• Predoctoral Training in Neuroscience

Selected Publications


Denis, R. G. P., Joly-Amado, A., Webber, E., Langlet, F., Schaeffer, M., Padilla, S. L., . . . Luquet, S. (2017). Palatability Can Drive Feeding Independent of AgRP Neurons (vol 22, pg 646, 2015). CELL METABOLISM, 25(4), 975. doi:10.1016/j.cmet.2017.03.001

Moraes, M. N., Monteiro de Assis, L. V., Henriques, F. D. S., Batista, M. L. J., Guler, A. D., & de Lauro Castrucci, A. M. (2017). Cold-sensing TRPM8 channel participates in circadian control of the brown adipose tissue. BIOCHIMICA ET BIOPHYSICA ACTA-MOLECULAR CELL RESEARCH, 1864(12), 2415-2427. doi:10.1016/j.bbamcr.2017.09.011

Grippo, R. M., Purohit, A. M., Zhang, Q., Zweifel, L. S., & Guler, A. D. (2017). Direct Midbrain Dopamine Input to the Suprachiasmatic Nucleus Accelerates Circadian Entrainment. CURRENT BIOLOGY, 27(16), 2465-+. doi:10.1016/j.cub.2017.06.084


Wheeler, M. A., Smith, C. J., Ottolini, M., Barker, B. S., Purohit, A. M., Grippo, R. M., . . . Guler, A. D. (2016). Genetically targeted magnetic control of the nervous system. NATURE NEUROSCIENCE, 19(5), 756-+. doi:10.1038/nn.4265

Warthen, D. M., Lambeth, P. S., Ottolini, M., Shi, Y., Barker, B. S., Gaykema, R. P., . . . Scott, M. M. (2016). Activation of Pyramidal Neurons in Mouse Medial Prefrontal Cortex Enhances Food-Seeking Behavior While Reducing Impulsivity in the Absence of an Effect on Food Intake. FRONTIERS IN BEHAVIORAL NEUROSCIENCE, 10. doi:10.3389/fnbeh.2016.00063


Denis, R. G. P., Joly-Amado, A., Webber, E., Langlet, F., Schaeffer, M., Padilla, S. L., . . . Luquet, S. (2015). Palatability Can Drive Feeding Independent of AgRP Neurons. CELL METABOLISM, 22(4), 646-657. doi:10.1016/j.cmet.2015.07.011

Pang, Z., Sakamoto, T., Tiwari, V., Kim, Y. -S., Yang, F., Dong, X., . . . Caterina, M. J. (2015). Selective keratinocyte stimulation is sufficient to evoke nociception in mice. PAIN, 156(4), 656-665. doi:10.1097/j.pain.0000000000000092

Walker, M. T., Rupp, A., Elsaesser, R., Gueler, A. D., Sheng, W., Weng, S., . . . Montell, C. (2015). RdgB2 is required for dim-light input into intrinsically photosensitive retinal ganglion cells. MOLECULAR BIOLOGY OF THE CELL, 26(20), 3671-3678. doi:10.1091/mbc.E15-05-0288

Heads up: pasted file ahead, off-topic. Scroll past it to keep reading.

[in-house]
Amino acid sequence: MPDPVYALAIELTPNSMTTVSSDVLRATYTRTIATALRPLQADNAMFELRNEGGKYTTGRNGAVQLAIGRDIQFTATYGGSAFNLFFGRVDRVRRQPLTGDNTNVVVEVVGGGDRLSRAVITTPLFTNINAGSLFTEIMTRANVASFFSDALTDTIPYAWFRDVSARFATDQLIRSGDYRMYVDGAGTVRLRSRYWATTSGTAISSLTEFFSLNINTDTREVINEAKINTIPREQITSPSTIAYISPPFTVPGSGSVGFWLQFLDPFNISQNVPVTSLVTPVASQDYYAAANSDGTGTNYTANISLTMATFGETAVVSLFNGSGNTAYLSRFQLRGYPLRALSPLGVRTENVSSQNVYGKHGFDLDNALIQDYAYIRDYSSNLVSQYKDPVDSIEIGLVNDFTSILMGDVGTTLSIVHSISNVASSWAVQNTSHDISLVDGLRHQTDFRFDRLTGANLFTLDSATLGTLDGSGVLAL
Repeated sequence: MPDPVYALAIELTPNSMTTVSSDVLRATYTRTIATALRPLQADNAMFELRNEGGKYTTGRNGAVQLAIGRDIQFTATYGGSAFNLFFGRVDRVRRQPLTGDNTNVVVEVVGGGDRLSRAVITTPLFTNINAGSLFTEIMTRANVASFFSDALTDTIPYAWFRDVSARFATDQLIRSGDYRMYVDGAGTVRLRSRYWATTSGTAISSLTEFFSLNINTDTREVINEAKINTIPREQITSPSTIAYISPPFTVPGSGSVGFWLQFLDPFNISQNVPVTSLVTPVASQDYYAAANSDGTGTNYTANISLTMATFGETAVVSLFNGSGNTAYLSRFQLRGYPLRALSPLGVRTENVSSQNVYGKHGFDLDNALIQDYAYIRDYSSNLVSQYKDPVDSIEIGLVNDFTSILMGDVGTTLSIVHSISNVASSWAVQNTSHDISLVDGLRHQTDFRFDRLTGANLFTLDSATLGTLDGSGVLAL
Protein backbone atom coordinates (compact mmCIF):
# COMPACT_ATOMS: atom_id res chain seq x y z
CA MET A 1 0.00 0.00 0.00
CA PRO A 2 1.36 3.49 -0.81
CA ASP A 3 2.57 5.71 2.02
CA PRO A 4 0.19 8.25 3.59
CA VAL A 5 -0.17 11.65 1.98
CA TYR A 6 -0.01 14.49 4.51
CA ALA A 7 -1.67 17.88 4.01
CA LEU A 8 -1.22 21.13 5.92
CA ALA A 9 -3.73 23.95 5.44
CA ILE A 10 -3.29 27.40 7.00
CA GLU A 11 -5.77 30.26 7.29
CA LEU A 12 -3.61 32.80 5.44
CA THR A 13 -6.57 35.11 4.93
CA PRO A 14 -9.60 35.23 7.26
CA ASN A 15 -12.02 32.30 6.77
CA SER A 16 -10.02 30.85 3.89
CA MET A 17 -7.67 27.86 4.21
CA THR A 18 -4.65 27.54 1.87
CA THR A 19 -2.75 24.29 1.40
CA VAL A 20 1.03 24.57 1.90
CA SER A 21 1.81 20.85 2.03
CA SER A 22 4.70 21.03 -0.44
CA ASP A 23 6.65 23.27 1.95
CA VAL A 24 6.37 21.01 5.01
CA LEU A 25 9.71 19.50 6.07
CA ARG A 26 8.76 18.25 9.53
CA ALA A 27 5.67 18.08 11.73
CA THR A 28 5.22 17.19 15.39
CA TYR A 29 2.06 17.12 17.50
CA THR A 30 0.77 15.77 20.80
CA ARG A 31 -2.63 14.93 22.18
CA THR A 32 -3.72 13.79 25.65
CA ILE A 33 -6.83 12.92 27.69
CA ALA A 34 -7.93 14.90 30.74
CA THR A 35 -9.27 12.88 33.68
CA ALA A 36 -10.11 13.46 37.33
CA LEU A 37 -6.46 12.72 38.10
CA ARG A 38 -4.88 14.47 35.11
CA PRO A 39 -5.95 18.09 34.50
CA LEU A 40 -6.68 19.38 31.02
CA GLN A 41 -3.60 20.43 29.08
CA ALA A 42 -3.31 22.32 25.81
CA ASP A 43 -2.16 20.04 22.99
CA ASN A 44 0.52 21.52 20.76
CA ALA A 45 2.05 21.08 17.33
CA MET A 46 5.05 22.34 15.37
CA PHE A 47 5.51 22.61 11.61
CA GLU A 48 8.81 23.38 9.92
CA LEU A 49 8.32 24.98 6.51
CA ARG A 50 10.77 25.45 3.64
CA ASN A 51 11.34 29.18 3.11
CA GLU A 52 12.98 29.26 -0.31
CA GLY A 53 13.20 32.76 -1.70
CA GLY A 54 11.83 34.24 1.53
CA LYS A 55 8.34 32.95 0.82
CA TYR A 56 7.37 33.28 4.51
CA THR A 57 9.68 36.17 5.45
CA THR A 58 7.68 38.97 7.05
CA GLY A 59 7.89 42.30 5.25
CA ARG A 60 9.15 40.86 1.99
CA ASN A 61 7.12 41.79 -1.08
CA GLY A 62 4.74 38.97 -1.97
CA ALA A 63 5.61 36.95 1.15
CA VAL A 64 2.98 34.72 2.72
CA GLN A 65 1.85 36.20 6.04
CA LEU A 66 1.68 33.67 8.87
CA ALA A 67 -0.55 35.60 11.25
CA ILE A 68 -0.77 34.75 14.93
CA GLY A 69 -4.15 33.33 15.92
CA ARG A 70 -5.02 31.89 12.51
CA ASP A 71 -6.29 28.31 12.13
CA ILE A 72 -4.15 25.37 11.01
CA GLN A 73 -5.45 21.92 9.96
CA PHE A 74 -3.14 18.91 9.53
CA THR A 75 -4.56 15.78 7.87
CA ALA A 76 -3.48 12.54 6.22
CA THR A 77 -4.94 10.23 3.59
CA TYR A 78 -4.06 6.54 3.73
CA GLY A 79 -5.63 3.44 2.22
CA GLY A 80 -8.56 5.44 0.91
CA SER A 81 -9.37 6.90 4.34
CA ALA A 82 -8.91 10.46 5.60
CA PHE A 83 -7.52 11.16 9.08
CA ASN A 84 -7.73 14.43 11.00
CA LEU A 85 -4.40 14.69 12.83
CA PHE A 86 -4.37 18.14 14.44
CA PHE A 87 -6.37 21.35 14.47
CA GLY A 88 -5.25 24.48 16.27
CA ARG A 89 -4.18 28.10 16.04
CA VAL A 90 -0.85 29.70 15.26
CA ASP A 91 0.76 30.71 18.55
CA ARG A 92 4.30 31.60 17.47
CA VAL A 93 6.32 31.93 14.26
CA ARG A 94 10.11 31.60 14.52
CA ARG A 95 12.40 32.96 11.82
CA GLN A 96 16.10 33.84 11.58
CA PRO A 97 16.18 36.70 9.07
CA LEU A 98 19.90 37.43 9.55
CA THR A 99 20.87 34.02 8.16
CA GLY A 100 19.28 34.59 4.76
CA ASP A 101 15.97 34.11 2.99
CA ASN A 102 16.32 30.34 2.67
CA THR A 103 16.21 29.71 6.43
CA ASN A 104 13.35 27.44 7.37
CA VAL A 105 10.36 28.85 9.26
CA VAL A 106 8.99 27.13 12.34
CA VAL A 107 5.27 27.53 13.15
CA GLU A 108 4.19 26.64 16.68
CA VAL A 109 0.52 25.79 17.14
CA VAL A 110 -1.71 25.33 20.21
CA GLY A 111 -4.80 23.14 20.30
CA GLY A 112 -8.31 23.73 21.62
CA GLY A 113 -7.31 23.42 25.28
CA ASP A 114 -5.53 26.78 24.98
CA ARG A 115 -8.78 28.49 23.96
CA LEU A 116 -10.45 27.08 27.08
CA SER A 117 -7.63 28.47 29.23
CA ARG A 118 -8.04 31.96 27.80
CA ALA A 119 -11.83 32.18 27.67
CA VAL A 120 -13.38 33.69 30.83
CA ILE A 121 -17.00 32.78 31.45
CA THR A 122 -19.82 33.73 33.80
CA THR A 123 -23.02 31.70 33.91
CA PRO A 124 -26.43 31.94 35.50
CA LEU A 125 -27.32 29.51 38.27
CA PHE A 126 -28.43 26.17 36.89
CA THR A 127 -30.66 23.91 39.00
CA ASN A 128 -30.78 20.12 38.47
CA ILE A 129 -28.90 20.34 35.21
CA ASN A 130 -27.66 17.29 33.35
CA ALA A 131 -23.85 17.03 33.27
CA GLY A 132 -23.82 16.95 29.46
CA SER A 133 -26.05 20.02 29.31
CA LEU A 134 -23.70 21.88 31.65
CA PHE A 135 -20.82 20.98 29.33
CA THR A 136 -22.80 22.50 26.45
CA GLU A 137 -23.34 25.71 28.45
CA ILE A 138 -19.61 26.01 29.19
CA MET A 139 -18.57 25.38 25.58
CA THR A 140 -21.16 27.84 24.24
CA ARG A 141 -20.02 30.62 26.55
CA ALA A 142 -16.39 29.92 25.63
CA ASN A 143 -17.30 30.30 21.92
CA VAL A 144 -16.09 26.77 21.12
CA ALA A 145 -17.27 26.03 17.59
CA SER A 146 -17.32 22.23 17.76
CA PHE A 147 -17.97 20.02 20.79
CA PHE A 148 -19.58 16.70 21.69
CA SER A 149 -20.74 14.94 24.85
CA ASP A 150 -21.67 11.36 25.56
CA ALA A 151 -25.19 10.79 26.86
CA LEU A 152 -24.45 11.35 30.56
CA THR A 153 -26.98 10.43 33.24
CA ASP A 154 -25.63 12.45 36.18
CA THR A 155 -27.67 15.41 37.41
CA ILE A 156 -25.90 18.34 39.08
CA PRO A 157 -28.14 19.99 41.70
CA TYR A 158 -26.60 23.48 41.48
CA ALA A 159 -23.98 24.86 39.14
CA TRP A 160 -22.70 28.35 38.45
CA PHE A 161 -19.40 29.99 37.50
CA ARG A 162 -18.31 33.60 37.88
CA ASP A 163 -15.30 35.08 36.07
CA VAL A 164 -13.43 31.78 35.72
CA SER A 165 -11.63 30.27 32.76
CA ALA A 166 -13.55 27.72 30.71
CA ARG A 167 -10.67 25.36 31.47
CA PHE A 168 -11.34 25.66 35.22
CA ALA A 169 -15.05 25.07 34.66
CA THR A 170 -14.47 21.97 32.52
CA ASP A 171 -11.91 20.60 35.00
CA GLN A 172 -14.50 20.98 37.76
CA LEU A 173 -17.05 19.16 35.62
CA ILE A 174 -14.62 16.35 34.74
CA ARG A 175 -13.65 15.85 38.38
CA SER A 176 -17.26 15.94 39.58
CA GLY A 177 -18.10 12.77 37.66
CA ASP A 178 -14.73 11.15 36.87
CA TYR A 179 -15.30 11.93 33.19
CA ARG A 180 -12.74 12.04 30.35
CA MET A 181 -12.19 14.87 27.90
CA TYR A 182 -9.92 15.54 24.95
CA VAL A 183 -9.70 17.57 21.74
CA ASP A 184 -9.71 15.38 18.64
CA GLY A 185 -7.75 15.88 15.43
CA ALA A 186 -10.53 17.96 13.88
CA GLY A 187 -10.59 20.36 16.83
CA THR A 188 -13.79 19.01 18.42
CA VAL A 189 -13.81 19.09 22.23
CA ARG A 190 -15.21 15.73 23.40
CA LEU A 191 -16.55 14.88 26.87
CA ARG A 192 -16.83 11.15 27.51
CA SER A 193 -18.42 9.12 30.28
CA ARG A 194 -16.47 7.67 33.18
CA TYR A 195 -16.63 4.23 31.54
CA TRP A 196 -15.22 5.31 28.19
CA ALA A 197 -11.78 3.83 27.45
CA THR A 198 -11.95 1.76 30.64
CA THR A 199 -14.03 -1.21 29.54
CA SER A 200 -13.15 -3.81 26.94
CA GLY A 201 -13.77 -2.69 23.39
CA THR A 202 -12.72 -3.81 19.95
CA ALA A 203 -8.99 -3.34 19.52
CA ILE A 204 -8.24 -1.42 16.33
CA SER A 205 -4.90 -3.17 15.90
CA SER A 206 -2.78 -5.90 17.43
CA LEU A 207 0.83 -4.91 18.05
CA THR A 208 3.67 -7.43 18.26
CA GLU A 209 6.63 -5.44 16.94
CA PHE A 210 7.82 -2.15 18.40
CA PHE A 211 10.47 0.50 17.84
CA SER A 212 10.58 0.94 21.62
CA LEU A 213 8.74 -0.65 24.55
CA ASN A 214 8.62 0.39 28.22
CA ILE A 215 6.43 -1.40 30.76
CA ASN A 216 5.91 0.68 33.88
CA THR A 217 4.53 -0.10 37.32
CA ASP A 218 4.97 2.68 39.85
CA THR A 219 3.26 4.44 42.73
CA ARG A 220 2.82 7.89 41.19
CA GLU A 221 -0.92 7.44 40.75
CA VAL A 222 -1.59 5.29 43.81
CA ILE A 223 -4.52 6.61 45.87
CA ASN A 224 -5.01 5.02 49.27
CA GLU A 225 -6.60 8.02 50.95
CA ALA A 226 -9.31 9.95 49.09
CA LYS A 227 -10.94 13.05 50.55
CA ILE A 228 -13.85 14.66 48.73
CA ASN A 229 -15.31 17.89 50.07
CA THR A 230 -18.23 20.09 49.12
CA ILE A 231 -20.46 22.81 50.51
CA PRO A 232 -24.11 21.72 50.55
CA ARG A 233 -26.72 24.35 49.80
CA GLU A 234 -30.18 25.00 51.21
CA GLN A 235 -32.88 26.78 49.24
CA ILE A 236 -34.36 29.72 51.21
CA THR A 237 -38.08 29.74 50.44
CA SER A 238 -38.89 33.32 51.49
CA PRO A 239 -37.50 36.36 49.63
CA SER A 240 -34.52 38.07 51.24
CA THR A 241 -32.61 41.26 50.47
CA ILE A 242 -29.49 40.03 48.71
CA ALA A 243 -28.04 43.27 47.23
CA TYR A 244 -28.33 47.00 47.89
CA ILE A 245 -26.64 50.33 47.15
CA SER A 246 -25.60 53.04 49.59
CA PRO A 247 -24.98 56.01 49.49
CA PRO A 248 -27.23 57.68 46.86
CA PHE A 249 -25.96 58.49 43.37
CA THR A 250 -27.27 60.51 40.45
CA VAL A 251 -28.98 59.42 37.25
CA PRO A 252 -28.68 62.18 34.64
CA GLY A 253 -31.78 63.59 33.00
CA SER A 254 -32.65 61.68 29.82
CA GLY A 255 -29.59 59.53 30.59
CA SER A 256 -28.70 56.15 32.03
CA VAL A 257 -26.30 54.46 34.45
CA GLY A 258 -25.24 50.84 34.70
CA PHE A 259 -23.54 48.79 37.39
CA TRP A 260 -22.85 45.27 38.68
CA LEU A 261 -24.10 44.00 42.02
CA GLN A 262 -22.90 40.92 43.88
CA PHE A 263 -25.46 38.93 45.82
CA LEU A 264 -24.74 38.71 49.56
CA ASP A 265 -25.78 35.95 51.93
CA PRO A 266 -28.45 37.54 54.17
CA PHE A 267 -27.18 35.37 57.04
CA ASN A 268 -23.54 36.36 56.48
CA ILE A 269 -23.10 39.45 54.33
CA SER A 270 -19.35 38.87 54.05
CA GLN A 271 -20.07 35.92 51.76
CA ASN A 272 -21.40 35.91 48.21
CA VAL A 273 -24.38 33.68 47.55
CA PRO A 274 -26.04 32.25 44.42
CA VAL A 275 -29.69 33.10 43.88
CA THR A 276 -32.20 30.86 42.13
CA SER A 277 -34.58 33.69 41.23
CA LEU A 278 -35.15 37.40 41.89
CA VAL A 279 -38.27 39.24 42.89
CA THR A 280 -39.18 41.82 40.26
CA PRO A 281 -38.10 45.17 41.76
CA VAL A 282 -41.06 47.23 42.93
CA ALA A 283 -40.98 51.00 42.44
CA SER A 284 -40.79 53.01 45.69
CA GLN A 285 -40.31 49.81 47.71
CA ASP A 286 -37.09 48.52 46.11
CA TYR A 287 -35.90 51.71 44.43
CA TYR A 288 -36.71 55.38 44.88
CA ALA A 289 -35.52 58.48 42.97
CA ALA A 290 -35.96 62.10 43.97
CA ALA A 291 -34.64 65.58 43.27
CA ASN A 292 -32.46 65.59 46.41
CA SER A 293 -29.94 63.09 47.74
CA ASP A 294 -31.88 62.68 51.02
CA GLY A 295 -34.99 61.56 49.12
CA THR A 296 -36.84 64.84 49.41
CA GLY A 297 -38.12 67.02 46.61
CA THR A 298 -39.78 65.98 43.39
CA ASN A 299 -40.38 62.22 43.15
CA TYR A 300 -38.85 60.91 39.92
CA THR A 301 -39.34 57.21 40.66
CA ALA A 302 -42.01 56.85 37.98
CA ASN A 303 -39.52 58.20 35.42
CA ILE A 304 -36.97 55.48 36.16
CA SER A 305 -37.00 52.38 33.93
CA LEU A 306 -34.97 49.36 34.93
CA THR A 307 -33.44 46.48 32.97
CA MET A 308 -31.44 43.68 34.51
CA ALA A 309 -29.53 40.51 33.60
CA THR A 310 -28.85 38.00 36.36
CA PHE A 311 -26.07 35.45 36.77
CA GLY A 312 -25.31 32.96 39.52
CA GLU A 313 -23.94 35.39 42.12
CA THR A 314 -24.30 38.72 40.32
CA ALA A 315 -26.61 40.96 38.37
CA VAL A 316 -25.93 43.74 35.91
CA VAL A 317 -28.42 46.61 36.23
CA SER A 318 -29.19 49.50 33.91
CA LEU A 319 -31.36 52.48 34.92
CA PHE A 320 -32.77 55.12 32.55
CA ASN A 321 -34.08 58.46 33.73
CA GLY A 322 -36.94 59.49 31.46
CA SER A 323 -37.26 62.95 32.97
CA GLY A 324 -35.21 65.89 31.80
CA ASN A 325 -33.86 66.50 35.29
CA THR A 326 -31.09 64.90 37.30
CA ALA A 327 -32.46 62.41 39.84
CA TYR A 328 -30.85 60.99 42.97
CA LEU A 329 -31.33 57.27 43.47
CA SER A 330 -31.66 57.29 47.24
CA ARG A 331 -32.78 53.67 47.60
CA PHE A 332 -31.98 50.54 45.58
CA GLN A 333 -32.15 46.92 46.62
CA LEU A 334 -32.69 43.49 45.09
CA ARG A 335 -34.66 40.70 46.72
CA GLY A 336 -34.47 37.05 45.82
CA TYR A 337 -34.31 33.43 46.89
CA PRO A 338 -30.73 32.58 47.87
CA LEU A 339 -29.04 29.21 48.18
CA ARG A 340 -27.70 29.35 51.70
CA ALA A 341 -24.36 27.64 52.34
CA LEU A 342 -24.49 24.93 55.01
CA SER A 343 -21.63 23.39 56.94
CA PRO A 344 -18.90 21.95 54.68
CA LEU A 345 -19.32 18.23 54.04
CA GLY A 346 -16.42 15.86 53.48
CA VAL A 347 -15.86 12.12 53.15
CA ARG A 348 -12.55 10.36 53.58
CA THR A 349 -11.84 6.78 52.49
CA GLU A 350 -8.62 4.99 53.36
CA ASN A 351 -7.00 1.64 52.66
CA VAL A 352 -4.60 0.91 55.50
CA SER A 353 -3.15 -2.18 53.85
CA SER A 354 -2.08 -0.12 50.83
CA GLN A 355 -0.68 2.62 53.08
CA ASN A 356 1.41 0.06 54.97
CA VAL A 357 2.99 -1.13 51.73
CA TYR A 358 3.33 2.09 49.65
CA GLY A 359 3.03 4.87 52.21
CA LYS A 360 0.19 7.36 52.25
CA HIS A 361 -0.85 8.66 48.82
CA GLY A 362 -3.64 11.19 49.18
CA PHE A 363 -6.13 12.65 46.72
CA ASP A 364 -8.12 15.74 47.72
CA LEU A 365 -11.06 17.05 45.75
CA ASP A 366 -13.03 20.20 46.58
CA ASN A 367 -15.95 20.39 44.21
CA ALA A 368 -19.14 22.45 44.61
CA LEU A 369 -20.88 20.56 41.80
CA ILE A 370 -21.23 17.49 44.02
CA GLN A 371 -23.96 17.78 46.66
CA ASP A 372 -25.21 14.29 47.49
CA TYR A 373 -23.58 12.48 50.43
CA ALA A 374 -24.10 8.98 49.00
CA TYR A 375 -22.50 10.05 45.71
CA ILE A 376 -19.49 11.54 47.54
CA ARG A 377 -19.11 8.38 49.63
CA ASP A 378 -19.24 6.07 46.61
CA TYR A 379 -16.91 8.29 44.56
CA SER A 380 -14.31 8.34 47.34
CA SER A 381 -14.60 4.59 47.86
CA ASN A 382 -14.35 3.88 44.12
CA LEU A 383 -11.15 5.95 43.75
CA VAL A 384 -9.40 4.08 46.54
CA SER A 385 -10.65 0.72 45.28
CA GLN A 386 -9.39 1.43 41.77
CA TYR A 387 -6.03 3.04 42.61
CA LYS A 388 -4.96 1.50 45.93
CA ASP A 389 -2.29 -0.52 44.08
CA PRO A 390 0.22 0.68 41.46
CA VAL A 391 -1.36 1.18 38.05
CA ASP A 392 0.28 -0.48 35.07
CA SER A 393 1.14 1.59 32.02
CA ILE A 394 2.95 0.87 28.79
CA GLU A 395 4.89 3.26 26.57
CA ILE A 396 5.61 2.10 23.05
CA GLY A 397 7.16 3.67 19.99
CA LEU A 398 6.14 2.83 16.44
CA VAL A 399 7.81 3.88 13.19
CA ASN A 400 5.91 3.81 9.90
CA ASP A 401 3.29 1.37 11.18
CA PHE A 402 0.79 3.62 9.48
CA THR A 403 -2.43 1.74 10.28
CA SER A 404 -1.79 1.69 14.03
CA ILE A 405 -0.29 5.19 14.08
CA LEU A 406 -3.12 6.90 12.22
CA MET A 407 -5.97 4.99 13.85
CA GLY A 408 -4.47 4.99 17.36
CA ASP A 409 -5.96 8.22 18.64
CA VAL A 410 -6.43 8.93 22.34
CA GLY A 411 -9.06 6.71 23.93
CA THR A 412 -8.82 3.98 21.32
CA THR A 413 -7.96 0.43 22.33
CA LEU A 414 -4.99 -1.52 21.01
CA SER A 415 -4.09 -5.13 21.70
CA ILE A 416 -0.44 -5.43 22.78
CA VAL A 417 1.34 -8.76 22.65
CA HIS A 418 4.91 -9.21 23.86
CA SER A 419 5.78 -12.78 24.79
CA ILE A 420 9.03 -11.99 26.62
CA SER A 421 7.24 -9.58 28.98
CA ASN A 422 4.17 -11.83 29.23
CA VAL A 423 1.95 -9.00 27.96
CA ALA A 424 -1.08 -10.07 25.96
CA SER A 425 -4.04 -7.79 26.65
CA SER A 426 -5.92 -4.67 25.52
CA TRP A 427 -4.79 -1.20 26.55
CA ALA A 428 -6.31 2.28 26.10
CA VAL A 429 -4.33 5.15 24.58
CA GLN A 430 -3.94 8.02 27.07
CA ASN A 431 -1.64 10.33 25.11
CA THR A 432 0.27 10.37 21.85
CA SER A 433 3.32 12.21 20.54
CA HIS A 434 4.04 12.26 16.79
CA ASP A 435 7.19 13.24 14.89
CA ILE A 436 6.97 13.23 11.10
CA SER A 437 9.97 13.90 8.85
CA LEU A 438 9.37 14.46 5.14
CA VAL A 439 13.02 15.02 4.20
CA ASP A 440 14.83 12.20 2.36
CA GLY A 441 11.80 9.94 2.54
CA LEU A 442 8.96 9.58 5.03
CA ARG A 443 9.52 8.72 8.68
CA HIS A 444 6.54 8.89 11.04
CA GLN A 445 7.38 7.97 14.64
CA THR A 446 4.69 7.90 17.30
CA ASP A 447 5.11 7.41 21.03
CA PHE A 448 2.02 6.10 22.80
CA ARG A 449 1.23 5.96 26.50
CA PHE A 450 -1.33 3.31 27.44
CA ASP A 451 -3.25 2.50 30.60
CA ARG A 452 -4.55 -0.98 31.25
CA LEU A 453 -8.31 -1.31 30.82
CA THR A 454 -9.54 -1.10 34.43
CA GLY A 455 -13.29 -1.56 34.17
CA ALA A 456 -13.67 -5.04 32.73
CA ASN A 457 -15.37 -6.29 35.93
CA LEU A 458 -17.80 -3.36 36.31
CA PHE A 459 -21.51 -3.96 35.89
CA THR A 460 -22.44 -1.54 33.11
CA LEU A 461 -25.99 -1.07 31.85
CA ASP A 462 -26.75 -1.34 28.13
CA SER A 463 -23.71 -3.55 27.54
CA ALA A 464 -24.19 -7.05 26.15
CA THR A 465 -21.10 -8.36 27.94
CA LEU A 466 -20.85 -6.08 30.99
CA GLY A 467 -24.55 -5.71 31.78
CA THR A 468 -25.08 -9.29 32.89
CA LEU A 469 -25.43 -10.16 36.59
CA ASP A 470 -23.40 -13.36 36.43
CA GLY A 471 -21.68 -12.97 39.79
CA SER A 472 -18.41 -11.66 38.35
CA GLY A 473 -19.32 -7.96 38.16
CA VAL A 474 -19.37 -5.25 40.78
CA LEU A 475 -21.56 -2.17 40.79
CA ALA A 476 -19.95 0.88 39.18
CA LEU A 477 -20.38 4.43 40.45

Suli, A., Guler, A. D., Raible, D. W., & Kimelman, D. (2014). A targeted gene expression system using the tryptophan repressor in zebrafish shows no silencing in subsequent generations. DEVELOPMENT, 141(5), 1167-1174. doi:10.1242/dev.100057


Soden, M. E., Jones, G. L., Sanford, C. A., Chung, A. S., Gueler, A. D., Chavkin, C., . . . Zweifel, L. S. (2013). Disruption of Dopamine Neuron Activity Pattern Regulation through Selective Expression of a Human KCNN3 Mutation. NEURON, 80(4), 997-1009. doi:10.1016/j.neuron.2013.07.044


Quintana, A., Sanz, E., Wang, W., Storey, G. P., Güler, A. D., Wanat, M. J., . . . Palmiter, R. D. (2012). Lack of GPR88 enhances medium spiny neuron activity and alters motor- and cue-dependent behaviors.. Nature neuroscience, 15(11), 1547-1555. doi:10.1038/nn.3239

Gueler, A. D., Rainwater, A., Parker, J. G., Jones, G. L., Argilli, E., Arenkiel, B. R., . . . Palmiter, R. D. (2012). Transient activation of specific neurons in mice by selective expression of the capsaicin receptor. NATURE COMMUNICATIONS, 3. doi:10.1038/ncomms1749


Altimus, C. M., Gueler, A. D., Alam, N. M., Arman, A. C., Prusky, G. T., Sampath, A. P., & Hattar, S. (2010). Rod photoreceptors drive circadian photoentrainment across a wide range of light intensities. NATURE NEUROSCIENCE, 13(9), 1107-U102. doi:10.1038/nn.2617

Lall, G. S., Revell, V. L., Momiji, H., Al Enezi, J., Altimus, C. M., Gueler, A. D., . . . Lucas, R. J. (2010). Distinct Contributions of Rod, Cone, and Melanopsin Photoreceptors to Encoding Irradiance. NEURON, 66(3), 417-428. doi:10.1016/j.neuron.2010.04.037